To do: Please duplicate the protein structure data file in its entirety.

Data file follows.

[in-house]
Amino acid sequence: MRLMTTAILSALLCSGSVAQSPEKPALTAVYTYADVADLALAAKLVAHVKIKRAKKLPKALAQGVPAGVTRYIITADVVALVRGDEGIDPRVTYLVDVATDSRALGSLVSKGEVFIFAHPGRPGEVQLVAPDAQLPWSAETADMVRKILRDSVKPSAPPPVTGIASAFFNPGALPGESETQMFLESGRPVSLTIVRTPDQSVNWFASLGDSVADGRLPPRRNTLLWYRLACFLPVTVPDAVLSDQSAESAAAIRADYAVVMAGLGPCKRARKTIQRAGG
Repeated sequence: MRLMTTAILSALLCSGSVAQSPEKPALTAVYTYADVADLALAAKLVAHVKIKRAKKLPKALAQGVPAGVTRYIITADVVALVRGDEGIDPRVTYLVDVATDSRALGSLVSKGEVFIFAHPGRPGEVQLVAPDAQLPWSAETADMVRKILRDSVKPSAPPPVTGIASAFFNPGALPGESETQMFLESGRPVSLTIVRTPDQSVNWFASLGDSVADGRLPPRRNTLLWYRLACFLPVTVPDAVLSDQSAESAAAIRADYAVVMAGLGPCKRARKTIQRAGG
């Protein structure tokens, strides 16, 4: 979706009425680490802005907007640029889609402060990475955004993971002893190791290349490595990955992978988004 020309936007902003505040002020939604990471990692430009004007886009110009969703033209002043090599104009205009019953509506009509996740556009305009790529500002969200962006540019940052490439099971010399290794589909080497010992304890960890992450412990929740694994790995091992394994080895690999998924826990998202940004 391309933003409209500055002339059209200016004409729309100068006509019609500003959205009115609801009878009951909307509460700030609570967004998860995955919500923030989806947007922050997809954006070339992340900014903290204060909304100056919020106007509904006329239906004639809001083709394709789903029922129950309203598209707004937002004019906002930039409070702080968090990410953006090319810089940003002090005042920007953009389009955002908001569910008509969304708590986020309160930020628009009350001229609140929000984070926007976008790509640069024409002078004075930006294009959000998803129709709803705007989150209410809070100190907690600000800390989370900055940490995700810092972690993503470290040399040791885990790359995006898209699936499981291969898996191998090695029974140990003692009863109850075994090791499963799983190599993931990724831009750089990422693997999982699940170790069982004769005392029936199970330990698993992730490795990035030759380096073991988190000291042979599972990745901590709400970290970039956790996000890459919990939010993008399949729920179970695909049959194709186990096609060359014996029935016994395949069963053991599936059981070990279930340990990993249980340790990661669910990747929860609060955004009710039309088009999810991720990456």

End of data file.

[in-house]
Amino acid sequence: MRLMTTAILSALLCSGSVAQSPEKPALTAVYTYADVADLALAAKLVAHVKIKRAKKLPKALAQGVPAGVTRYIITADVVALVRGDEGIDPRVTYLVDVATDSRALGSLVSKGEVFIFAHPGRPGEVQLVAPDAQLPWSAETADMVRKILRDSVKPSAPPPVTGIASAFFNPGALPGESETQMFLESGRPVSLTIVRTPDQSVNWFASLGDSVADGRLPPRRNTLLWYRLACFLPVTVPDAVLSDQSAESAAAIRADYAVVMAGLGPCKRARKTIQRAGG
Repeated sequence: MRLMTTAILSALLCSGSVAQSPEKPALTAVYTYADVADLALAAKLVAHVKIKRAKKLPKALAQGVPAGVTRYIITADVVALVRGDEGIDPRVTYLVDVATDSRALGSLVSKGEVFIFAHPGRPGEVQLVAPDAQLPWSAETADMVRKILRDSVKPSAPPPVTGIASAFFNPGALPGESETQMFLESGRPVSLTIVRTPDQSVNWFASLGDSVADGRLPPRRNTLLWYRLACFLPVTVPDAVLSDQSAESAAAIRADYAVVMAGLGPCKRARKTIQRAGG
């Protein structure tokens, strides 16, 4: 979706009425680490802005907007640029889609402060990475955004993971002893190791290349490595990955992978988004 020309936007902003505040002020939604990471990692430009004007886009110009969703033209002043090599104009205009019953509506009509996740556009305009790529500002969200962006540019940052490439099971010399290794589909080497010992304890960890992450412990929740694994790995091992394994080895690999998924826990998202940004 391309933003409209500055002339059209200016004409729309100068006509019609500003959205009115609801009878009951909307509460700030609570967004998860995955919500923030989806947007922050997809954006070339992340900014903290204060909304100056919020106007509904006329239906004639809001083709394709789903029922129950309203598209707004937002004019906002930039409070702080968090990410953006090319810089940003002090005042920007953009389009955002908001569910008509969304708590986020309160930020628009009350001229609140929000984070926007976008790509640069024409002078004075930006294009959000998803129709709803705007989150209410809070100190907690600000800390989370900055940490995700810092972690993503470290040399040791885990790359995006898209699936499981291969898996191998090695029974140990003692009863109850075994090791499963799983190599993931990724831009750089990422693997999982699940170790069982004769005392029936199970330990698993992730490795990035030759380096073991988190000291042979599972990745901590709400970290970039956790996000890459919990939010993008399949729920179970695909049959194709186990096609060359014996029935016994395949069963053991599936059981070990279930340990990993249980340790990661669910990747929860609060955004009710039309088009999810991720990456």